The digestive tract, beginning at the mouth and ending at the anus, is a long tract of hollow, membrane-lined organs that are responsible for physically and chemically breaking up food into molecules that can be absorbed into the bloodstream and used to fuel cellular processes. Various accessory organs, such as the pancreas, secrete chemicals that aid digestion into the tract, but digestion is not purely a chemical process. Rather, the muscular system is an important and integral part of digestion.
Early muscular involvement
Some of the most obvious of the muscles involved in digestion are those used quite early in the process. The muscles of chewing, called the masseter muscles, are large and powerful. They run from the zygomatic arch, sometimes called the cheekbone, to the lower jaw, explains Dr. Gary Thibodeau in his book, "Anatomy and Physiology." The tongue, too, is a muscle, and is important to digestion, because it helps move food around in the mouth to ensure that the teeth can break it up into small particles. Finally, the muscles of the throat push food down through the oesophagus into the stomach via the act of swallowing. All these early muscles of digestion are under voluntary control.
Muscles that churn food
The term "stomach muscles" is often taken to mean the abdominals, or muscles that form a "six pack" in a fit individual. In truth, though, the true stomach muscles are within the walls of the stomach organ itself. Unlike the abdominals and other skeletal muscles, stomach muscles are under involuntary control. Dr. Thibodeau notes that the primary role of these muscles is to mix, break up, and churn food in the stomach through waves of disorderly motion called peristalsis. The result of this churning is a soupy mixture called chyme, that then passes into the small intestine.
Muscles that limit movement
Many of the muscles of digestion are meant to move food through the digestive tract, but several special muscles, called sphincters, help keep food from progressing until the time is right. Sphincters are circular muscles that act a little like valves, explains Dr. Lauralee Sherwood in "Human Physiology." The first is the cardiac sphincter, which allows food to pass into the stomach, but prevents it--and stomach acid--from leaking back into the oesophagus. The pyloric sphincter, located at the bottom of the stomach, ensures that food doesn't leave the stomach until it has been dissolved into chyme.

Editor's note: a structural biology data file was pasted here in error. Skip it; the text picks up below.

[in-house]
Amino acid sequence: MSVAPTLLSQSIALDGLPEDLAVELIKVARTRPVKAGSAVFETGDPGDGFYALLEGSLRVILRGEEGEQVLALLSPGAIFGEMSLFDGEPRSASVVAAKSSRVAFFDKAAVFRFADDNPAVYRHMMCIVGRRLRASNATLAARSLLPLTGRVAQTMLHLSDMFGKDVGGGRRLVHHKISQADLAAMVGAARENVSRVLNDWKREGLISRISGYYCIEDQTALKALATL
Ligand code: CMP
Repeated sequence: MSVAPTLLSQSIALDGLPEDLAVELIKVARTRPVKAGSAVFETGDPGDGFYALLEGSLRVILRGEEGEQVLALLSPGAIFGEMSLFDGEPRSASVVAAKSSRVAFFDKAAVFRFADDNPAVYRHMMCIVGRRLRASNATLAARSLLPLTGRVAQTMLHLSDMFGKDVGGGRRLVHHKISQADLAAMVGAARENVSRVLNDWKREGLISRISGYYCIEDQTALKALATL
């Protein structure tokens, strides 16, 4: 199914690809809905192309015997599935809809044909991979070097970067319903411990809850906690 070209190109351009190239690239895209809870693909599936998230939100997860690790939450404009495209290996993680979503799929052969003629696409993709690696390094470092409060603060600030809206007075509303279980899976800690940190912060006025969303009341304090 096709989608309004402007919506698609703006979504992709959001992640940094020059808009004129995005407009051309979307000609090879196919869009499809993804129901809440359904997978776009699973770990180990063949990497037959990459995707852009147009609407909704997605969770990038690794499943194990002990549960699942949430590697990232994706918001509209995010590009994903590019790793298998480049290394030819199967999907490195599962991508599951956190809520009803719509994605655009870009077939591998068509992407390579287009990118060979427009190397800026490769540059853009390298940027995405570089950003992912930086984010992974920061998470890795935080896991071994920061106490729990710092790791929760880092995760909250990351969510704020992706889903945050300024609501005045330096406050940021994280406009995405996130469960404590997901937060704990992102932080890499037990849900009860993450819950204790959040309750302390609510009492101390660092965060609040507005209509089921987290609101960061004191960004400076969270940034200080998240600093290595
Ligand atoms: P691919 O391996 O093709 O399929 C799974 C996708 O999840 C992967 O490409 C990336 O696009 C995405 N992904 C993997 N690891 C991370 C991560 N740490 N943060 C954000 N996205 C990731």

Once food has passed into the small intestine, it moves through the tract and into the large intestine. Waves of peristalsis, this time of an orderly sort, accomplish this. Smooth muscles line the intestines and help to push food through in a manner analogous to that of a person pushing a tennis ball through a tube sock, hand over hand. The peristaltic waves of the intestine, like those of the stomach, are not under conscious control.
Typically, the entire process of digestion from one end of the body to the other takes eight hours to a day. The type of food consumed, quantity of food, amount of fibre consumed, and water consumption all influence the rate of digestion. Once digested food, now called faecal matter, reaches the end of the large intestine, the next step is elimination. One final sphincter, called the anal sphincter, lies between the last portion of the large intestine and the outside world. Most adult humans are able to control their anal sphincters to a point, though emotional stress and extreme need to defecate can overwhelm conscious control, notes Dr. Sherwood.